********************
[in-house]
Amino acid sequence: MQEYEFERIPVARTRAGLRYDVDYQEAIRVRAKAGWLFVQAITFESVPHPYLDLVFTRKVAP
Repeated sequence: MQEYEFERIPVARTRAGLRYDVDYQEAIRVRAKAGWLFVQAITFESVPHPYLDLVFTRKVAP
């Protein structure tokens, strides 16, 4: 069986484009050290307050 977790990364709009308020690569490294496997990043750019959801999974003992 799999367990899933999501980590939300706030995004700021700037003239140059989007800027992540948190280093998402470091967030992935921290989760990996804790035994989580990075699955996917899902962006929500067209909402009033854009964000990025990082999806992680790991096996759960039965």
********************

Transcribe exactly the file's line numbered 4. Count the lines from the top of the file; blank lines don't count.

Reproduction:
């Protein structure tokens, strides 16, 4: 069986484009050290307050 977790990364709009308020690569490294496997990043750019959801999974003992 799999367990899933999501980590939300706030995004700021700037003239140059989007800027992540948190280093998402470091967030992935921290989760990996804790035994989580990075699955996917899902962006929500067209909402009033854009964000990025990082999806992680790991096996759960039965």